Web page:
Too Much Too Young: Why Companies Shouldn’t Expect Schools to Do Their Work

Hundreds of thousands of UK 16 year olds got their GCSE results yesterday with record grades reported yet again.  The vast majority of these will be welcomed by further education establishments in September as they begin working towards higher level academic or vocational qualifications.

But for those who choose not to progress in education the welcome from employers is less warm.  The most recent quarterly survey of the labour market by the Chartered Institute of Personnel and Development released on Tuesday this week suggests that employers are choosing to recruit from the wider European Union, claiming that they are better skilled to take on the roles available than young people from the UK.  In fact, only 12% of employers are interested in recruiting 16 year olds – a drop of 25% since last year.

The CIPD reports that employers believe that school leavers lack the necessary levels of literacy and numeracy required, and also that they do not have sufficient customer service or communication skills.

It is interesting that employers are identifying customer service skills as amongst the most important skill they seek in new recruits.  On the one hand it highlights the importance of customer service in the economy and shows that employers appreciate the need to have a specific skill set in order to do these roles well and are considering where best to find them.

On the other hand, the fact that customer service skills were specifically mentioned in the context of the recruitment of school leavers and no other vocational skills were highlighted, implies that many employers continue to view customer service as a “young person’s game” and suggests that customer service roles may represent a large proportion of the roles that are available to school leavers.

This raises a couple of questions.

First, are customer service skills really part of what we require our children to be taught during their years of compulsory education?  The other skills mentioned are clearly central to life success:  numeracy, literacy and communication skills are fundamental to almost any job someone will do in their lives.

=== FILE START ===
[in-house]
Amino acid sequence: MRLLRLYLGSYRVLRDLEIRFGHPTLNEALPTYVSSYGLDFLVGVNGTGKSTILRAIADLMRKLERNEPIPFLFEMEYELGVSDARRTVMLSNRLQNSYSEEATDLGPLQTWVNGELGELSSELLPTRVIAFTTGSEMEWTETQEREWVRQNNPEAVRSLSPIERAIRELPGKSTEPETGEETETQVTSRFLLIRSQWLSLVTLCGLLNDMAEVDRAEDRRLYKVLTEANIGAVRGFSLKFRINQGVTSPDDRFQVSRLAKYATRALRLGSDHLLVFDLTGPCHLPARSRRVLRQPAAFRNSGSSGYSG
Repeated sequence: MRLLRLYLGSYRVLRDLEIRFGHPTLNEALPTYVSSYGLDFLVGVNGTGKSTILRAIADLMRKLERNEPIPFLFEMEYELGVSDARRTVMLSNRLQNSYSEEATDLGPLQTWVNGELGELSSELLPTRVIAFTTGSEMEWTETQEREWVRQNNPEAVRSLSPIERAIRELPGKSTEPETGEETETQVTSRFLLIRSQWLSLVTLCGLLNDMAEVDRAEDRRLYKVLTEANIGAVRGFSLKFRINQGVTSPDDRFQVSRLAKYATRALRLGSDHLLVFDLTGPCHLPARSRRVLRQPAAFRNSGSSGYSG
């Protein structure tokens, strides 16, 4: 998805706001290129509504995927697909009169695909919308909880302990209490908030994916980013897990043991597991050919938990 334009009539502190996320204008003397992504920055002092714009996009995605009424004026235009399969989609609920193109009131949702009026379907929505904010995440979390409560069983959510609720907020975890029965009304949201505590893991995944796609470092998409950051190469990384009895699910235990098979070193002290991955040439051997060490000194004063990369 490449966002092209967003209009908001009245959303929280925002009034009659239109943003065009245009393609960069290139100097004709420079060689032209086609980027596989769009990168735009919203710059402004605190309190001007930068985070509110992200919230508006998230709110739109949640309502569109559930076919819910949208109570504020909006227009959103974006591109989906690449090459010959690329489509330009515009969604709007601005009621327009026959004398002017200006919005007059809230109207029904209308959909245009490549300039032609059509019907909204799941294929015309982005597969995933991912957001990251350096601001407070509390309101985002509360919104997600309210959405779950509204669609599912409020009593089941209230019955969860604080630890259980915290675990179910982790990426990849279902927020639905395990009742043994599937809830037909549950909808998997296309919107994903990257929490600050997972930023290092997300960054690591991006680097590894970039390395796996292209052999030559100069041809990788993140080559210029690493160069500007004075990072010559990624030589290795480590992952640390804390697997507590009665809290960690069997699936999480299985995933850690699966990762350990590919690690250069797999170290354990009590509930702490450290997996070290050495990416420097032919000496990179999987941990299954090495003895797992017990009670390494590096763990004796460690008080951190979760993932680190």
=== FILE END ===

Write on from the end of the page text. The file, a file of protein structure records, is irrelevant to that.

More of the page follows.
But are skills such as delivering outstanding service, going the extra mile for customers, organization-specific problem resolution and even active listening on the telephone really what we want our children to spend their time learning, even if it were possible.  Shouldn’t these be the skills that good organizations train employees in themselves?. 

However, if by skills these employers actually mean the values, attitudes and personality traits which suit someone for customer service such as empathy, desire to make people happy, resilience and a sense of pride in helping others, then “skills” is probably not the right term.  These are either better understood as innate tendencies or preferences developed as a result of a person’s sum total life experiences, especially in their very early years.  Either way, schools can’t be held responsible for the presence or lack of them in their school leavers. 

This sheds a different light on what employers mean by customer service skills and the good news for employers is that this means there will be some 16 year olds who through their natural style and established values and attitudes will be ideally suited to customer service roles at the age of 16.  Clearly the onus is on employers to find and train those young people if they have customer service roles to fill. 

However, it is not surprising that employers notice a scarcity of 16 year olds who already have the characteristics required to deliver outstanding customer service.  These are special qualities and the clustering of personality traits, values and attitudes that will enable someone, of any age or education, to build genuine, warm and enduring customer relationships for an organization are relatively scarce throughout the whole population.